EconPapers    
Economics at your fingertips  
 

Using Survey Questions to Measure Preferences: Lessons from an Experimental Validation in Kenya

Michal Bauer (), Julie Chytilova and Edward Miguel ()

No 13830, CEPR Discussion Papers from C.E.P.R. Discussion Papers

Abstract: Can a short survey instrument reliably measure a range of fundamental economic preferences across diverse settings? We focus on survey questions that systematically predict behavior in incentivized experimental tasks among German university students (Becker et al. 2016) and were implemented among representative samples across the globe (Falk et al. 2018). This paper presents results of an experimental validation conducted among low-income individuals in Nairobi, Kenya. We find that quantitative survey measures -- hypothetical versions of experimental tasks -- of time preference, attitude to risk and altruism are good predictors of choices in incentivized experiments, suggesting these measures are broadly experimentally valid. At the same time, we find that qualitative questions -- self-assessments -- do not correlate with the experimental measures of preferences in the Kenyan sample. Thus, caution is needed before treating self-assessments as proxies of preferences in new contexts.

Keywords: Experiment; preference measurement; survey; validation (search for similar items in EconPapers)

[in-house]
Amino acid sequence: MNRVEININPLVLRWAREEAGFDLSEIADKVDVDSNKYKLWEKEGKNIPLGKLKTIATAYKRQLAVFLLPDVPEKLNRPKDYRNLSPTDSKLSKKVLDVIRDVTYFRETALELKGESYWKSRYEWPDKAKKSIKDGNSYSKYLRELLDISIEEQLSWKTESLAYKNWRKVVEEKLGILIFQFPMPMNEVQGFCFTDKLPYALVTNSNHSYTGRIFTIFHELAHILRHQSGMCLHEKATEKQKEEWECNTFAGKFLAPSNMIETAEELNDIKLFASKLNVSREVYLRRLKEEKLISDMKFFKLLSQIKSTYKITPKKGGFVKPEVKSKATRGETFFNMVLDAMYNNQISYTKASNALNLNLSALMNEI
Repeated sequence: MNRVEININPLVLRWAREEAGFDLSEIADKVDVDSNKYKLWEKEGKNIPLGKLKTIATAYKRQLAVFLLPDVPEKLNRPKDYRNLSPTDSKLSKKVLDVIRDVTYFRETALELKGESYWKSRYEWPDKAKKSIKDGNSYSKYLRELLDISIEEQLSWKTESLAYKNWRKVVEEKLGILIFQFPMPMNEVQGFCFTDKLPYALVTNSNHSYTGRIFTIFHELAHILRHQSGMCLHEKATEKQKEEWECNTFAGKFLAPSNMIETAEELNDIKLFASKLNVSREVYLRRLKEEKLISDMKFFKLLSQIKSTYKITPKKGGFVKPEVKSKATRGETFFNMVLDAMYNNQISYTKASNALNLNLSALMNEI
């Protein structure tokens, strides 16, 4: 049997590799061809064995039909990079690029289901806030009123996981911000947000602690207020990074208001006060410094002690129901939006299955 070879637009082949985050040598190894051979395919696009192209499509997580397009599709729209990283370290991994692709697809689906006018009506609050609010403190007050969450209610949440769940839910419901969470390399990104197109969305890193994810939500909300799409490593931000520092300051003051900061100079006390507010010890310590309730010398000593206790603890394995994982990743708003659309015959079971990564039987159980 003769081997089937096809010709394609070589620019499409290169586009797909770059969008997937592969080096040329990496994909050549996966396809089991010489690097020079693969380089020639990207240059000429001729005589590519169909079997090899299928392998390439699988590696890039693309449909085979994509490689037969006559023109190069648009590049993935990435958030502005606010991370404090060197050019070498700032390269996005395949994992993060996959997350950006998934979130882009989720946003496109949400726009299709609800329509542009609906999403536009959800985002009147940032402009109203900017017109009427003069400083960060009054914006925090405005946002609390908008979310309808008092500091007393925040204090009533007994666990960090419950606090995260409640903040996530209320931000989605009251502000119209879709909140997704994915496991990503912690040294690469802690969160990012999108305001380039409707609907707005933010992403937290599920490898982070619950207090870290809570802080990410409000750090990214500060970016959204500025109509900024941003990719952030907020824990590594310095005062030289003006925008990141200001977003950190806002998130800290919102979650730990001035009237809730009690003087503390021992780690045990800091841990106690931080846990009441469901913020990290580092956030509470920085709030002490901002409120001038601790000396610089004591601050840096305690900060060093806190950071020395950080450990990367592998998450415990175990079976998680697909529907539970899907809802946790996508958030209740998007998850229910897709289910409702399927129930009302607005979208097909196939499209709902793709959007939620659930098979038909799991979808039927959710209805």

JEL-codes: C83 D90 (search for similar items in EconPapers)
New Economics Papers: this item is included in nep-exp
Date: 2019-06
References: View references in EconPapers View complete reference list from CitEc
Citations: Track citations by RSS feed

Downloads: (external link)
http://www.cepr.org/active/publications/discussion_papers/dp.php?dpno=13830 (application/pdf)
CEPR Discussion Papers are free to download for our researchers, subscribers and members. If you fall into one of these categories but have trouble downloading our papers, please contact us at subscribers@cepr.org

Related works:
Working Paper: Using Survey Questions to Measure Preferences: Lessons from an Experimental Validation in Kenya (2019) Downloads
This item may be available elsewhere in EconPapers: Search for items with the same title.

Export reference: BibTeX RIS (EndNote, ProCite, RefMan) HTML/Text

Persistent link: https://EconPapers.repec.org/RePEc:cpr:ceprdp:13830

Ordering information: This working paper can be ordered from
http://www.cepr.org/ ... rs/dp.php?dpno=13830

Access Statistics for this paper

More papers in CEPR Discussion Papers from C.E.P.R. Discussion Papers Centre for Economic Policy Research, 33 Great Sutton Street, London EC1V 0DX.
Bibliographic data for series maintained by ().

 
Page updated 2019-09-18
Handle: RePEc:cpr:ceprdp:13830